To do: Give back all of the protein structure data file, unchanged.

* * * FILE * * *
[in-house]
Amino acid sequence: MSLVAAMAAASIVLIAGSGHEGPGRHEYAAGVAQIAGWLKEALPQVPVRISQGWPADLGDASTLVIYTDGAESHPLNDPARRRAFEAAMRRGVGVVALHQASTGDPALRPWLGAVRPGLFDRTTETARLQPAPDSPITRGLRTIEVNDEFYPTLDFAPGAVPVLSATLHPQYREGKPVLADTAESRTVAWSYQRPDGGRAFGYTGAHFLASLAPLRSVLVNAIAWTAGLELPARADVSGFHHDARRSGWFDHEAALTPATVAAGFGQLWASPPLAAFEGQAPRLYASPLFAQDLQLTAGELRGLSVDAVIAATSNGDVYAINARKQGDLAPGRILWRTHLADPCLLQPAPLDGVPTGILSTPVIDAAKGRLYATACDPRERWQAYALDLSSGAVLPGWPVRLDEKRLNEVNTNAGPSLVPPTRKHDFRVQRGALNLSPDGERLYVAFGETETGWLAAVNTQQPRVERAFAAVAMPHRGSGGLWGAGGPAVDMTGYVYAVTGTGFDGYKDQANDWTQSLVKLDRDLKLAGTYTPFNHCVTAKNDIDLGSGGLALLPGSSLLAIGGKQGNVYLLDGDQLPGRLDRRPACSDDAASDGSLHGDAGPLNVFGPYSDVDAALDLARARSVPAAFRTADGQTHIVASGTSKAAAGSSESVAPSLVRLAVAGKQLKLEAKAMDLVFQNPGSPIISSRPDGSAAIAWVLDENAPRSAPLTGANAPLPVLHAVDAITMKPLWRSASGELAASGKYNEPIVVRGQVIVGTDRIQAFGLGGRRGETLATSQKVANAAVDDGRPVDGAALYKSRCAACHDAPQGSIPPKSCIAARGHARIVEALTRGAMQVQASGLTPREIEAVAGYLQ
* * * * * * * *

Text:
[in-house]
Amino acid sequence: MSLVAAMAAASIVLIAGSGHEGPGRHEYAAGVAQIAGWLKEALPQVPVRISQGWPADLGDASTLVIYTDGAESHPLNDPARRRAFEAAMRRGVGVVALHQASTGDPALRPWLGAVRPGLFDRTTETARLQPAPDSPITRGLRTIEVNDEFYPTLDFAPGAVPVLSATLHPQYREGKPVLADTAESRTVAWSYQRPDGGRAFGYTGAHFLASLAPLRSVLVNAIAWTAGLELPARADVSGFHHDARRSGWFDHEAALTPATVAAGFGQLWASPPLAAFEGQAPRLYASPLFAQDLQLTAGELRGLSVDAVIAATSNGDVYAINARKQGDLAPGRILWRTHLADPCLLQPAPLDGVPTGILSTPVIDAAKGRLYATACDPRERWQAYALDLSSGAVLPGWPVRLDEKRLNEVNTNAGPSLVPPTRKHDFRVQRGALNLSPDGERLYVAFGETETGWLAAVNTQQPRVERAFAAVAMPHRGSGGLWGAGGPAVDMTGYVYAVTGTGFDGYKDQANDWTQSLVKLDRDLKLAGTYTPFNHCVTAKNDIDLGSGGLALLPGSSLLAIGGKQGNVYLLDGDQLPGRLDRRPACSDDAASDGSLHGDAGPLNVFGPYSDVDAALDLARARSVPAAFRTADGQTHIVASGTSKAAAGSSESVAPSLVRLAVAGKQLKLEAKAMDLVFQNPGSPIISSRPDGSAAIAWVLDENAPRSAPLTGANAPLPVLHAVDAITMKPLWRSASGELAASGKYNEPIVVRGQVIVGTDRIQAFGLGGRRGETLATSQKVANAAVDDGRPVDGAALYKSRCAACHDAPQGSIPPKSCIAARGHARIVEALTRGAMQVQASGLTPREIEAVAGYLQ